Sheryl Crow talks about falling for 'pathological narcissists'

Sheryl Crow is opening up about her relationship history — and missteps along the way.

The singer, 58, was a guest on Dax Shepard’s podcast Armchair Expert and talked about how having breast cancer changed her life, which she now groups in two parts: before cancer, which she was diagnosed with at age 44, and after. One of the things that the experience helped her put in perspective was how she “gravitated to pathological narcissists” as romantic partners.

“I think that it took me until I got diagnosed with breast cancer to figure out that love is not something that you tap dance to get,” said Crow, whose exes include Lance Armstrong, Eric Clapton, Owen Wilson and Josh Charles. “That was my relationship with my work. My relationship in the universe. I picked people that demanded that of me. I mean — I’ve picked some very high-achieving men.”

Crow, who is promoting her eleventh and finale studio album Threads (on which Clapton appears), said that she did some hard work on herself after she went through cancer and “really dug down.” Some wisdom she got was from a healer, who told her, “‘Until you can put yourself first in your life, you will always be at the bottom.’”

“I think that is where I had gotten,” she said. “In fact, I think I had really mastered, even in a relationship, picking someone that could really manifest that with me — of making me seriously the bottom of the heap.”

She said she was always the kind of person who, if she got hurt in a breakup, to suppress her feelings and push them down.

“Try to stay busy, don’t dwell on it,” she said. “Everything is about pushing it down, not dealing with it.” And “that just registers itself somewhere in your psyche.”

Crow said when she had breast cancer, she never feared she would die because it was “so early stage.” Instead, she viewed it as a “speed bump” that was “tailor-made” for her in that it made her reassess. It started almost immediately at her first radiation treatment when the technician told her, “‘Don’t miss out on the lesson’” of cancer. “‘Just notice.’”

She said that she “was the last person that I would nurture” in her life. “I wouldn’t let anyone take care of me. I wouldn’t let anyone nurture me. I was the fixer in all my relationships. It’s kind of like that oxygen mask thing ... if you don’t put yours on, you can’t put your kids on. You gotta put yours on first.”

Crow continued, “It sounds really simplistic ... but you just don’t get your lessons until the second you get them,” she said. “You can have the same lessons over and over, but there is a moment you actually get it and that was mine.”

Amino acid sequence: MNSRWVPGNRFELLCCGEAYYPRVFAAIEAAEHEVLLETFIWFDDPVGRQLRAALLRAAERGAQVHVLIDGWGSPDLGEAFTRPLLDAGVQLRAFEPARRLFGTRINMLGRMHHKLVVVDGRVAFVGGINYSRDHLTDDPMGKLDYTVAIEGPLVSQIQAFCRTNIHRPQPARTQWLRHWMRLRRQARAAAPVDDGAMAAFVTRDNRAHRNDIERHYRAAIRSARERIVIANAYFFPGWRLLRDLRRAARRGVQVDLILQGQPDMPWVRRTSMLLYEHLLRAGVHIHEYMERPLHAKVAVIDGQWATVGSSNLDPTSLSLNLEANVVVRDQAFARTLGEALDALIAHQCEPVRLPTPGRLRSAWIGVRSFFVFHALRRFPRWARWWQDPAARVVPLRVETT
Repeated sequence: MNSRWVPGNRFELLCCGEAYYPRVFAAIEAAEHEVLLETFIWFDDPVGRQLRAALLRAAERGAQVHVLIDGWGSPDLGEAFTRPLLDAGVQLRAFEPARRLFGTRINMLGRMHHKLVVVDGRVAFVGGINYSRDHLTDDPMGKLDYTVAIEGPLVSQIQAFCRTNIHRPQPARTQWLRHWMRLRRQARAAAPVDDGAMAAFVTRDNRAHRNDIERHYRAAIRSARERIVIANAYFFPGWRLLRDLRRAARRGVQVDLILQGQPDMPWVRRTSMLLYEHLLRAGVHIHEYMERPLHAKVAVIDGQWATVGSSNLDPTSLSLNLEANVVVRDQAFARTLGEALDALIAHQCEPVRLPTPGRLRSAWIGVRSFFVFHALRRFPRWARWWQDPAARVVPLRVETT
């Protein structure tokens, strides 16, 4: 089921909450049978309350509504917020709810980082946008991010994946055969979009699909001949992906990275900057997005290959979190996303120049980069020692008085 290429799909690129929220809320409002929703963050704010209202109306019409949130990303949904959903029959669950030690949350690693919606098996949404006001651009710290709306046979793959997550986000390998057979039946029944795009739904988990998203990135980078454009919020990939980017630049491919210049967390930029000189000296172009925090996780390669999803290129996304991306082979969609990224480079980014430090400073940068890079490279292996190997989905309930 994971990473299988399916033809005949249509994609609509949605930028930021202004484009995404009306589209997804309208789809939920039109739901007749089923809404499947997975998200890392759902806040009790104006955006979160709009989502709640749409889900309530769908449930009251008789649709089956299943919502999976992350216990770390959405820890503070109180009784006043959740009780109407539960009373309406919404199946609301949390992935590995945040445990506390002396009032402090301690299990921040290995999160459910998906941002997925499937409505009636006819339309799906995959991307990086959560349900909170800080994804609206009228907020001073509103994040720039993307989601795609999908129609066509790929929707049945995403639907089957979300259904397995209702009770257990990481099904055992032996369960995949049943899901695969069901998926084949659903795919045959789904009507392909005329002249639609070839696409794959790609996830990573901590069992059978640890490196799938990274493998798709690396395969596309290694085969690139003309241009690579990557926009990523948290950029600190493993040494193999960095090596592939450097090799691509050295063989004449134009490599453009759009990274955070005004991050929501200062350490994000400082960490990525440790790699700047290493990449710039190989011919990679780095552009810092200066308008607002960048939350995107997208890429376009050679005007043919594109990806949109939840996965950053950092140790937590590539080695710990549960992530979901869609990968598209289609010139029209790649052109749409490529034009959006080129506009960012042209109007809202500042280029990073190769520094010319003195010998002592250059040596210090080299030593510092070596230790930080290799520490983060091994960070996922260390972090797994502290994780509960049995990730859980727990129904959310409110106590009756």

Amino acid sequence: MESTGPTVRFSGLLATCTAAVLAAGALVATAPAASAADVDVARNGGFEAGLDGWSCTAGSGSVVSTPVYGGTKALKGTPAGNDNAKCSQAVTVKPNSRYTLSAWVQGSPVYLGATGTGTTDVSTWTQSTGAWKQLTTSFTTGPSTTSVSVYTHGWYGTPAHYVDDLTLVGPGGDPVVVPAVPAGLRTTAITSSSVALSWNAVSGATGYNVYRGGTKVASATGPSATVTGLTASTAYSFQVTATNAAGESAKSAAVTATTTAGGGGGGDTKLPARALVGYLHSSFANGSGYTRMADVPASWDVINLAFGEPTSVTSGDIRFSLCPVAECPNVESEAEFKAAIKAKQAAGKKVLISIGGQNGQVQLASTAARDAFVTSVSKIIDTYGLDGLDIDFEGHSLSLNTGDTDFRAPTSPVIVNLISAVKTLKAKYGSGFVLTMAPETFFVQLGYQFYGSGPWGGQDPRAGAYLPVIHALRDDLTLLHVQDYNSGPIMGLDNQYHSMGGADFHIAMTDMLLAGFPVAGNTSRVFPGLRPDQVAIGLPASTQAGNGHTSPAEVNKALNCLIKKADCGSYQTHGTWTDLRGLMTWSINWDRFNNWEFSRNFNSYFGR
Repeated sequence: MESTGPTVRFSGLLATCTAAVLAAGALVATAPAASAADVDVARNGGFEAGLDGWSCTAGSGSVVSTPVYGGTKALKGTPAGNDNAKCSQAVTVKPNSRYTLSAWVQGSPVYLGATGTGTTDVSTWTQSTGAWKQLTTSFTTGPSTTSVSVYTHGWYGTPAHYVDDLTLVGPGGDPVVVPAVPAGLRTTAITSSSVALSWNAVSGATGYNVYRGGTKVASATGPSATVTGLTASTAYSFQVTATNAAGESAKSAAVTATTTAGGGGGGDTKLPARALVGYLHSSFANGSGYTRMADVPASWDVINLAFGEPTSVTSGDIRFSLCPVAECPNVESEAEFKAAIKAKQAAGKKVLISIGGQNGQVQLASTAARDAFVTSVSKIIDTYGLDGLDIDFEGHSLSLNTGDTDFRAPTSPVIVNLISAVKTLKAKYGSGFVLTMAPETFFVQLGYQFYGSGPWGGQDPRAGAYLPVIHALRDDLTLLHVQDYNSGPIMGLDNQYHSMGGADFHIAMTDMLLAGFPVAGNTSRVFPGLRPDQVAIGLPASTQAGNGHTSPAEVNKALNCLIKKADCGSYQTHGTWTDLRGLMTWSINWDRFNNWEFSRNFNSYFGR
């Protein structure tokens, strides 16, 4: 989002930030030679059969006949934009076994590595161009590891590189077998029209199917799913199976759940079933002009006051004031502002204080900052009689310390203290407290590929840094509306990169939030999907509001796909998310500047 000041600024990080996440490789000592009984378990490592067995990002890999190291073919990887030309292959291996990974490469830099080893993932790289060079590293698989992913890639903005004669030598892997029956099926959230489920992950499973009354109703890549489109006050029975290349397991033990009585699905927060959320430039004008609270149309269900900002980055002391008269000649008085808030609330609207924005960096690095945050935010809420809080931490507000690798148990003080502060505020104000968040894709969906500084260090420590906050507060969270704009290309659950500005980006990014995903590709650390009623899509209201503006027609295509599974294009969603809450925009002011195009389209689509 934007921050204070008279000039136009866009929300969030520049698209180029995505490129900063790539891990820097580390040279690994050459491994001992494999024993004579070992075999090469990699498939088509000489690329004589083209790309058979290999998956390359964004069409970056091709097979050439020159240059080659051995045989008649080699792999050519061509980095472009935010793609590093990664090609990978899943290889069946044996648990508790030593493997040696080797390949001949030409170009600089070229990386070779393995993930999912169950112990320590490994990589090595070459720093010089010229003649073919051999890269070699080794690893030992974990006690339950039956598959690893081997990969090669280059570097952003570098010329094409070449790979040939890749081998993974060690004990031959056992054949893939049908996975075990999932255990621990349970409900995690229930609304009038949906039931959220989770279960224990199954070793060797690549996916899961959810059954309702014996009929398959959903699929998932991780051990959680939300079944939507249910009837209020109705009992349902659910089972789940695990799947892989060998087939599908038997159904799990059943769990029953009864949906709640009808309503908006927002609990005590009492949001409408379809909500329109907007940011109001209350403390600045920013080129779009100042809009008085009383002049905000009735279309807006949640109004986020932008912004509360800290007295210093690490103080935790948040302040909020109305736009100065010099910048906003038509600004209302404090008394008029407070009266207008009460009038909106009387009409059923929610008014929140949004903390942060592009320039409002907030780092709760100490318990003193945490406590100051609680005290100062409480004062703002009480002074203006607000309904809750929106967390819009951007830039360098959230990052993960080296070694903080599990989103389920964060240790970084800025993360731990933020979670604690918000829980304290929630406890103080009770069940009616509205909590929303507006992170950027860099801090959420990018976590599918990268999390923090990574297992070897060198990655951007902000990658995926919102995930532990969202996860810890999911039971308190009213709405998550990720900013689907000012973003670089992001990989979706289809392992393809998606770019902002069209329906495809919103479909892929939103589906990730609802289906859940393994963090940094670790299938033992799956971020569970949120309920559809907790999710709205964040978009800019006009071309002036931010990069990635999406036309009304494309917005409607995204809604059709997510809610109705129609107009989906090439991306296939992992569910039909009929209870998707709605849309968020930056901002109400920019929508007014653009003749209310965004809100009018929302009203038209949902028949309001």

In relationships, she said she was a “loyalist and someone who sticks with people way beyond what I should. Co-dependent? Yeah, I guess in some ways I am. I think I’m less of that now. I think I’ve very aware of it [now].” But “pre-cancer, I gravitated to pathological narcissists — and that sounds awful... I’m just saying I’m drawn to them.”

Making the point that she’s not talking about any one person, she continued, “What happens is you find people who mirror back to you how you already feel about yourself. Like — there is a wow thing. You’re a rock star. You’re funny. You’re smart. You have your whole financial thing. You run your own company. And that looks great. And then slowly start whittle away all the things that you really feel about yourself. Which are: You’re not really worth being loved. You’re not that good. You’re fooling people. All those little voices.”

UNITED STATES - JANUARY 12:  Lance Armstrong and Sheryl Crow attending the premiere of "Along Came Polly" at Grauman's Chinese Theater in Hollywood, CA 01/12/03  (Photo by Vinnie Zuffante/Getty Images)
Crow dated Lance Armstrong, pictured with her here in 2003, just prior to her cancer diagnosis. (Photo: Vinnie Zuffante/Getty Images)

Crow pointed out that there are “obviously varying degrees of narcissism and I think we all have aspects of it — and then there are people that are actually more pathological,” she said. “I found that most of the important relationships that I had were extremely high performing, high achieving narcissists. The thing about that, you eventually become part of the shadow around them and it’s extremely lonely. I got used to being lonely and I was constantly — in several of my relationships — just used to being expendable.”

She went on to say, “People who get into relationships with narcissists are generally referred to as echos. That’s the person that mirrors back to the narcissist all of the things that they want be but that they aren’t. It’s always a dangerous spot to be in because you are at any minute gonna be tossed when that picture of what they want to be but aren’t becomes too glaring.”

Despite what she said, Crow added of her exes, “Every person that I have loved, I love still love, I don’t have any terrible feelings about anyone. That sounds really woo-woo. There was a reason why I loved them.”

Crow’s interview was wide-ranging, she also spoke of getting one of her big breaks touring with Michael Jackson, who she now reflects on as a “strange dude,” and talked about Whitney Houston’s tragic end still breaks her heart because to so many around her she was merely a “money train.” Crow said those levels of stardom were ones she never aspired to have,

Crow, who didn’t reveal if she is currently dating anyone, also spoke about quarantine with her sons, Wyatt and Levi, in Nashville. She says that despite the circumstances, it’s been an “incredible” time of bonding. She can be at home full-time with the boys, who she says grew up learning to walk on tour busses. It’s been “kind of awesome.”

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